Monday, May 16, 2011


As a two-time graduate of the University of Notre Dame, I get occasional mailings from the university, including their excellent quarterly alumni magazine, which is surely one of the most handsome and engaging alumni magazines in the country.

Yesterday, for some reason, I received the spring newsletter of the university's new Center for Philosophy of Religion.

An interesting read. Fellows at the center include Catholics, mainstream Protestants, evangelical Christians, and at least one acknowledged agnostic. All getting along swell and learning from each other. Sam Harris, the arch-atheist, was a recent guest. What a difference from the 1950s, when everyone but RCs were assumed to be on the highway to hell. I believe I have mentioned here before that my undergraduate apologetics text was Frank Sheed's Theology and Sanity, the premise of which was if you don't accept Catholic orthodoxy you are insane.

The Center is now in its second year addressing the problem of evil: Why does undeserved suffering exist in a world that is created and sustained by a loving and all-powerful God? A lively topic, to be sure, and more power to them. The newsletter gives no indication of a solution.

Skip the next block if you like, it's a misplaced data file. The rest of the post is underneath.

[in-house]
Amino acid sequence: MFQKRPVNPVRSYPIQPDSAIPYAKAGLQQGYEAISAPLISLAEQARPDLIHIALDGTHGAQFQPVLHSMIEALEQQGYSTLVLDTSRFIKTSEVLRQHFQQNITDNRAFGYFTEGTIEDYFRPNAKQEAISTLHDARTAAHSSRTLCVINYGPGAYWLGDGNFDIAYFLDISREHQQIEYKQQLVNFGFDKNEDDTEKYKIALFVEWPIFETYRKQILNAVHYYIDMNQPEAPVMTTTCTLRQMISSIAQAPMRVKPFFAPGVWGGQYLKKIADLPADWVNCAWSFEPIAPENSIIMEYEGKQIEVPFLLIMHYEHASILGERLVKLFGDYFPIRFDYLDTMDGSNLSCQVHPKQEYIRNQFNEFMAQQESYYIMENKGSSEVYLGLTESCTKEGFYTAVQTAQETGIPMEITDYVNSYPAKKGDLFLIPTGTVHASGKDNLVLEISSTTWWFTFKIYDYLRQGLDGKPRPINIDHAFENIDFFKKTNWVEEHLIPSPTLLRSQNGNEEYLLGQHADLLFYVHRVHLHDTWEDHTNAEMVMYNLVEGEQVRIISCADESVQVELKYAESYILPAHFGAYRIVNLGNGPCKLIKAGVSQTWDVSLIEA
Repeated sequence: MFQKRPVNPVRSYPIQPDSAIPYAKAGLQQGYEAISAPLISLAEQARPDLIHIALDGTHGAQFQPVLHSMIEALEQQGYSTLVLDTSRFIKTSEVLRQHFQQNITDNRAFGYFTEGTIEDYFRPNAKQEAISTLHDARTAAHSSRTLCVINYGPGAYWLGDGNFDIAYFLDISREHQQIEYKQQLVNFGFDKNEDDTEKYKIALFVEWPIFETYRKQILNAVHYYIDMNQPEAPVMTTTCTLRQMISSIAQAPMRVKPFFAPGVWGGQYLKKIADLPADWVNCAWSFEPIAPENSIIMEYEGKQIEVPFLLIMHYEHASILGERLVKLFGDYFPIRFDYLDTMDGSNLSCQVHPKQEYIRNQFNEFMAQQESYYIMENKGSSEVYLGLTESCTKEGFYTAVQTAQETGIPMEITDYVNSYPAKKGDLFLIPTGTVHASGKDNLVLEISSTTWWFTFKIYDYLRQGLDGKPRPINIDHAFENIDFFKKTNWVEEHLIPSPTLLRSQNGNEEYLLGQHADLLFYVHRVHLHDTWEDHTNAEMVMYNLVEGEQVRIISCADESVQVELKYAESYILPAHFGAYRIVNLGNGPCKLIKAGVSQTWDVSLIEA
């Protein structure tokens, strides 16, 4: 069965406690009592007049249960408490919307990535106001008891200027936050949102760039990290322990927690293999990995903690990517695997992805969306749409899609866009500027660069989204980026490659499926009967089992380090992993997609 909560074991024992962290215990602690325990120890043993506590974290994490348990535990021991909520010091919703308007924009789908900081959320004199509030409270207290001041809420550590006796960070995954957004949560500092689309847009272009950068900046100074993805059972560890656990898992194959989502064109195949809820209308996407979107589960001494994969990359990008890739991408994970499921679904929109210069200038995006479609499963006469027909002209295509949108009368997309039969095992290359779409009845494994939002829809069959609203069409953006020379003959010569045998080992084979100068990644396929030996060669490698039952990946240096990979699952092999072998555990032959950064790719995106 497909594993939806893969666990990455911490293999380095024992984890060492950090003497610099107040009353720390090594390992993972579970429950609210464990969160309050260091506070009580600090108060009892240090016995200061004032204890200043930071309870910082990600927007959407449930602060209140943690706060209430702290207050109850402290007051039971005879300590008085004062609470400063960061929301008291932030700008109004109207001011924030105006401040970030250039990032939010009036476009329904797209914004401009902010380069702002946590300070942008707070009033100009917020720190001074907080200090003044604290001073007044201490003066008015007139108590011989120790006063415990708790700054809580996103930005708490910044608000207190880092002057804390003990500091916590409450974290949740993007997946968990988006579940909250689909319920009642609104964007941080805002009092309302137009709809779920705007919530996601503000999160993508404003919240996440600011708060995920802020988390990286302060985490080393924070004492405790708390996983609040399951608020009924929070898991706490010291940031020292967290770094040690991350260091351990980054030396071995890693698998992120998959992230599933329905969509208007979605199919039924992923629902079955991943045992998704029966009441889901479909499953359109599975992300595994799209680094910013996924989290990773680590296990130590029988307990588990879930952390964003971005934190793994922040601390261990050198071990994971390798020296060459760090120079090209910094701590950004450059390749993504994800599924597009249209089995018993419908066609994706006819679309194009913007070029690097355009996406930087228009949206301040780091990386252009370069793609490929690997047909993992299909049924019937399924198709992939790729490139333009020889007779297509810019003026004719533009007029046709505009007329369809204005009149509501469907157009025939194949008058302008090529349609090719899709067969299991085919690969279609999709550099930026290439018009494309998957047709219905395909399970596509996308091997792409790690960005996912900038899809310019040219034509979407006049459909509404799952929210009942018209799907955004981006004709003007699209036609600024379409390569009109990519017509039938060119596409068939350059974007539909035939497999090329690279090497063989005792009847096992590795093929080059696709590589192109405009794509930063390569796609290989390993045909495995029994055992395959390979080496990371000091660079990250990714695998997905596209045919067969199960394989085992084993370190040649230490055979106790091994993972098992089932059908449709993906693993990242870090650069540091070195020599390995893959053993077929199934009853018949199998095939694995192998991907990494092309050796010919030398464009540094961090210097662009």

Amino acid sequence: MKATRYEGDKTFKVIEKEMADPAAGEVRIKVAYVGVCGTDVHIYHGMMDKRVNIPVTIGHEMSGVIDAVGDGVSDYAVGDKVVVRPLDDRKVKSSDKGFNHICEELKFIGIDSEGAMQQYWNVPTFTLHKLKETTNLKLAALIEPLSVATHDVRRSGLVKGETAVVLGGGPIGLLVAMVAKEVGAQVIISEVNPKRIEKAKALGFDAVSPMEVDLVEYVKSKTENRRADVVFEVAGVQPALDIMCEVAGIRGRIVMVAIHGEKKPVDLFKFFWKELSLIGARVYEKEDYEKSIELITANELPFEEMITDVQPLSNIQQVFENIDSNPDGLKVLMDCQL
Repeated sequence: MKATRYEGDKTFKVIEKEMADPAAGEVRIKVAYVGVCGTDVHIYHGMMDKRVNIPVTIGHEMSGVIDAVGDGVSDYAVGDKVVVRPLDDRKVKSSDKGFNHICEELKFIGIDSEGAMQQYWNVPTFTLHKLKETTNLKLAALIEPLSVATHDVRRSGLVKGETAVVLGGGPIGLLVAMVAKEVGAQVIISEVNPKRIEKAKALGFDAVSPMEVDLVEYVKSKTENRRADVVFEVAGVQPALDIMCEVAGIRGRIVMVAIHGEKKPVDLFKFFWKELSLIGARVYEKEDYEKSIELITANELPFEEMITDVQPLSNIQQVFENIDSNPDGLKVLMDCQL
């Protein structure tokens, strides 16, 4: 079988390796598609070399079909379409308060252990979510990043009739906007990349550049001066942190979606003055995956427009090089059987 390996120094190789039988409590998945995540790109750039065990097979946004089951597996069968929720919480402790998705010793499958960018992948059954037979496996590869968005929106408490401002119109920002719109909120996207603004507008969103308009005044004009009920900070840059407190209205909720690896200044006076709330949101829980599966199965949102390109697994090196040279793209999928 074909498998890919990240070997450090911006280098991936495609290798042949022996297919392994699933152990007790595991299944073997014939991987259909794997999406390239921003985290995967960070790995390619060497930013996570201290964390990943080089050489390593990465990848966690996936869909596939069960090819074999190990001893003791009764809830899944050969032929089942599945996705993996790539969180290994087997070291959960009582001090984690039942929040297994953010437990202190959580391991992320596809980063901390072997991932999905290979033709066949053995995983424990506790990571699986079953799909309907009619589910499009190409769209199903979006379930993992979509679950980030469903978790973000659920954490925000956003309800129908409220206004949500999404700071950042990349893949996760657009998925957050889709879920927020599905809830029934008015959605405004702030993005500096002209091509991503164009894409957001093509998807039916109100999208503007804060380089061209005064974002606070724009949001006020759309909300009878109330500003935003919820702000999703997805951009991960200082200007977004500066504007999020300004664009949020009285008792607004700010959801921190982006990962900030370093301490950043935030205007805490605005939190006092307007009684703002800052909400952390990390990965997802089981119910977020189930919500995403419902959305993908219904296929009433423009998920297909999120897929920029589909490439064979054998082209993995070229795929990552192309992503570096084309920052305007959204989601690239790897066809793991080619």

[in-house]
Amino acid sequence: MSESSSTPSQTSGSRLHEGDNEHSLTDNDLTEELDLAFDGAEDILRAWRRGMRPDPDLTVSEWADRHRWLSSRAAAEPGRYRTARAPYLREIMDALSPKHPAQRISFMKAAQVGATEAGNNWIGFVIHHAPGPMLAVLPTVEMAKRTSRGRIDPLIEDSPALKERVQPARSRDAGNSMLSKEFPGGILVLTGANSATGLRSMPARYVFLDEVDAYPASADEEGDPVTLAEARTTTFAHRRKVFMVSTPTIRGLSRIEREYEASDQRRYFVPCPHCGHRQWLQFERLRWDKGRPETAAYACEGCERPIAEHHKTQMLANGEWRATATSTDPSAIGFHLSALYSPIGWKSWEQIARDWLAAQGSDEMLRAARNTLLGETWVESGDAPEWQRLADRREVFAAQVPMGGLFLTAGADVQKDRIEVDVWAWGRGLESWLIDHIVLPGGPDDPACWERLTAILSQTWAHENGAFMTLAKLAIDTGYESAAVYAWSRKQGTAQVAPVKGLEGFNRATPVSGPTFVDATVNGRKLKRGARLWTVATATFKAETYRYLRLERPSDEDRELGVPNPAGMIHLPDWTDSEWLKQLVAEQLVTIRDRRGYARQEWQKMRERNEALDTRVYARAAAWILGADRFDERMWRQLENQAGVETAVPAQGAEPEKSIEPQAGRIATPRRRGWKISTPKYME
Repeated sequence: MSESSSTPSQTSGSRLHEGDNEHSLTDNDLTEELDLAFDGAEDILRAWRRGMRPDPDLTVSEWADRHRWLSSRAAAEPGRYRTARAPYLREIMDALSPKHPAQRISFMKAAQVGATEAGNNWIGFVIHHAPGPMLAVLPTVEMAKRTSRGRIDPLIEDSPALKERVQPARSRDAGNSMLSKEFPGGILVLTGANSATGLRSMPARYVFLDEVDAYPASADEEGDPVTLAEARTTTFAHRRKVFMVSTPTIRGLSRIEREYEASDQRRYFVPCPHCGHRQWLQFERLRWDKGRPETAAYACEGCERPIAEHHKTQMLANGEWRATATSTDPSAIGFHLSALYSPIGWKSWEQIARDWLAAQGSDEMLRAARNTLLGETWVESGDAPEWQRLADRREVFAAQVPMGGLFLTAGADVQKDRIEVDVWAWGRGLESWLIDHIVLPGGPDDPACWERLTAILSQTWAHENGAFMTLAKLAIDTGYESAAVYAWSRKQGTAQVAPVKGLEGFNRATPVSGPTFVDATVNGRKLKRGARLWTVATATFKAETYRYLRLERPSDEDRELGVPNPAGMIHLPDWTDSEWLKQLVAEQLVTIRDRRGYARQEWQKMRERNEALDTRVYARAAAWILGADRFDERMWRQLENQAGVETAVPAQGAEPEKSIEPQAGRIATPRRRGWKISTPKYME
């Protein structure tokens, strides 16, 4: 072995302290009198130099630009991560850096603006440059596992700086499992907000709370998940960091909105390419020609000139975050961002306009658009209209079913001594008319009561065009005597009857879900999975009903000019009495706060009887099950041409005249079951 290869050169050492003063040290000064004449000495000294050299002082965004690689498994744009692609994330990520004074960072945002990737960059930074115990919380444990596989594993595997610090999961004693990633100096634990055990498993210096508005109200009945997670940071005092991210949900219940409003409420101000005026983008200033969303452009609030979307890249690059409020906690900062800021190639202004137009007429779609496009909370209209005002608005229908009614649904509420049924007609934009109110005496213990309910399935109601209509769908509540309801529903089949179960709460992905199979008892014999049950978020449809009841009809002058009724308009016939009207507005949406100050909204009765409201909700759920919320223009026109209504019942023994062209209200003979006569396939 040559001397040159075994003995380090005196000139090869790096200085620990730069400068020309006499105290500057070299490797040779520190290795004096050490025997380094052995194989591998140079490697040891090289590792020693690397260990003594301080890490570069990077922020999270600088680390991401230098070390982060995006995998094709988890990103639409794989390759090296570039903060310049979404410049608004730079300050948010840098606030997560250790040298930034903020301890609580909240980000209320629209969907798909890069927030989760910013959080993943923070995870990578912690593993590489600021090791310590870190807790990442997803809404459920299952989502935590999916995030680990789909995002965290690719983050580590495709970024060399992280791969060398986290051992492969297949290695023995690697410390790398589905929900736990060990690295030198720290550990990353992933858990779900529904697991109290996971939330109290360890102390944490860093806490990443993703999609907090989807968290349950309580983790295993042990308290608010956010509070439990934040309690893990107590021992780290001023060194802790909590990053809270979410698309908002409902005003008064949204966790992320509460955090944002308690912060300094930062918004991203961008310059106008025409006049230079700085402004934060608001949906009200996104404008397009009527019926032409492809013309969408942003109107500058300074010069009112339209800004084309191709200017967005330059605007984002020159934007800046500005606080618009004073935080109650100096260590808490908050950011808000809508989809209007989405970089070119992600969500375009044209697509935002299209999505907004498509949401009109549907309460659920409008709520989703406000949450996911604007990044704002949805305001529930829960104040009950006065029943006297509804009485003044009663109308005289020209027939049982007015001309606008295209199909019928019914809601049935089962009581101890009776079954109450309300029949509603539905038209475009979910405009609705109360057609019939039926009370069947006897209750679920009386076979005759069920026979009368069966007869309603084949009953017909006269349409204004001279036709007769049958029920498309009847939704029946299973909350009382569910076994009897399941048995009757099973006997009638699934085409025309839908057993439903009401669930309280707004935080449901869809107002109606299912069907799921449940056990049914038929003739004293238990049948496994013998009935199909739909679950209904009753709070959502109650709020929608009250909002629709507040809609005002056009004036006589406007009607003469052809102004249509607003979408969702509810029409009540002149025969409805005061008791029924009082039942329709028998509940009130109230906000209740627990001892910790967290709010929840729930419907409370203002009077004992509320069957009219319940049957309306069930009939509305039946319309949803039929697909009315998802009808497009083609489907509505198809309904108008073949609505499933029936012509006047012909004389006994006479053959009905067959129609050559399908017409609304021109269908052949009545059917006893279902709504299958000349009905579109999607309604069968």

The problem has been around at least since the beginning of Christianity. As far as I can see, there have been only two proposed solutions that can hold water:

1) A loving, all-powerful God does not exist; or

2) God's ways are inscrutable to humans, including theologians and philosophers of religion.

There is a third "solution," that of Aquinas: Any suffering of the just on Earth is outweighed by blissful union with God in the afterlife. Which more or less assumes what one is trying to prove.

I don’t see much in the newsletter that moves the discussion beyond Aquinas and Leibniz, which suggests that philosophy may not have much new to offer in resolving the age-old conundrum. As for myself, I'll stick with Ockham's Razor, which suggests a healthy agnosticism. I have no proof that the principle of parsimony is valid, but it has served science well, and led us into the world of the galaxies and DNA, big bang and quarks, cosmic space and geologic time. Meanwhile, the problem of theodicy squats on square one.

Ockham's Razor suggests that love, justice and evil are human concepts, having nothing to do with tsetse flies and tsunamis. If bad things happen to good people, well, maybe that's just the way things are and a loving, all-powerful God has nothing to do with it.